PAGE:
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When your innocuous little code goes kaboom
Oct 18th 2018, by StapleButter
So until we get something amazing to release, we're going to post some technical shito again.
As said in the previous post, I've been coding savestates. The base idea seems simple enough, just throw all the emulator's state into a file (or read it from that file if you were loading a state), make extra sure that you're not missing anything important, regenerating things that need it when loading, etc...
So I first designed the bases of the implementation:
• A savestate file is divided in several sections. Those can be ordered arbitrarily. The file format itself is very simple.
• To reduce complexity, we only handle loading/saving between frames.
• Some questions are still not clear, and I still need a way to avoid loading a savestate over the wrong ROM. (or I could allow it as a fun Easter egg, even if it generally results in a crash)
Then, the gruelling work, storing all the emulator state.
Including, you guess, the event scheduler, which is an array of event structures with an entry per possible event source. Just write that to the savestate file, right?
void (*Func)(u32 param);
This is the event structure. We have a handler for when the event fires, how many cycles remain before it fires, and a parameter that is passed to the handler. The idea is that we can use different handlers for one event source, acting sort of like a state machine, which is what is done in display emulation for example (HBlank, next scanline, frame end).
The handler is a function pointer. Which means that storing it as-is in a file is a bad idea. For various reasons, there is absolutely no guarantee that the functions those pointers refer to will be at the same addresses between two runs. In fact, it even seems completely impossible, because modern-day OSes will randomize the address at which the melonDS process is loaded. Then you have things like using savestates across different versions or even different builds...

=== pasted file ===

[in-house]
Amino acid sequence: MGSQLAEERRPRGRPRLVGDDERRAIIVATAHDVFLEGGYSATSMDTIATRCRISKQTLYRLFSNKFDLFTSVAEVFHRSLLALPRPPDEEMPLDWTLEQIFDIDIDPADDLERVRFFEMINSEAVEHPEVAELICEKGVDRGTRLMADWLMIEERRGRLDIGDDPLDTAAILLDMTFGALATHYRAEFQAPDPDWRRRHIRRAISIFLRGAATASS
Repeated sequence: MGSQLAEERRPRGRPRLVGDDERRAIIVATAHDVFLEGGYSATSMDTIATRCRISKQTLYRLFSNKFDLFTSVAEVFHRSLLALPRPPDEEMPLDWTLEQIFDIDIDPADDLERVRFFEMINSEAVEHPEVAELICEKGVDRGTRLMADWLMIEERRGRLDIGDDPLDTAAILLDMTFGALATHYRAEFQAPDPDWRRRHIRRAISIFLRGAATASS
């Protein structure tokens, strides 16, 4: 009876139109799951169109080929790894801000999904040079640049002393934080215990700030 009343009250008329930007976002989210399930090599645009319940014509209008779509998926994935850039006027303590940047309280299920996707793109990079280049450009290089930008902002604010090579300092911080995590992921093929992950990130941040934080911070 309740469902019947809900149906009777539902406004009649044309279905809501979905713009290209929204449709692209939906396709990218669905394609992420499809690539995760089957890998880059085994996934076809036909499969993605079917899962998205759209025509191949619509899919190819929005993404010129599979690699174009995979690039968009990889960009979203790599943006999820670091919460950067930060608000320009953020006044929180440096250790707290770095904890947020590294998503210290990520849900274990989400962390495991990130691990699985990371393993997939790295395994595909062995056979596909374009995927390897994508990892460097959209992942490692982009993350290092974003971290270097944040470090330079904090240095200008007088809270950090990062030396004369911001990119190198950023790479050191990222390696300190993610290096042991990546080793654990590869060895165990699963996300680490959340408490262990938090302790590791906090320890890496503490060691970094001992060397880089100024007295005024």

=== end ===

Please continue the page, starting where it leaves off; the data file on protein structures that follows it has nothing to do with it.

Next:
Well, good thing I thought about that before trying to run that code.
(now I also realized that there are several other instances of dumping structure arrays straight to the file, namely in the 3D pipeline, which might cause compatibility issues between builds as compilers might decide to order the structures differently; that will have to be dealt with too)
So, what do we do now?
As I originally wanted to keep the evnt system fairly flexible, an idea I had was to store relative function pointers, ie basing them off of main()'s address or something like that. While this would work for making savestates reusable between runs, it wouldn't fix any of the other issues. For example, run a different melonDS build and the event functions may be at different places, meaning the relative pointers wouldn't point to them anymore.
So instead, the way I went with was to store the handlers as indexes.
The idea is to keep a table of event handlers. When saving, we lookup the table to convert each event entry's handler to an index. When loading, we do the conversion backwards. Et voila, no problem. There are a couple safety checks around it, for example, to prevent haxing via a bogus savestate file containing an event handler ID that is out of range.
The main disadvantage of this method is that any function that is to be used as an event handler needs to be added to the event handler table.
But atleast our savestates are portable. I guess we win.
That being said, if any of you folks has a better idea for this problem, I'd like to hear about it.
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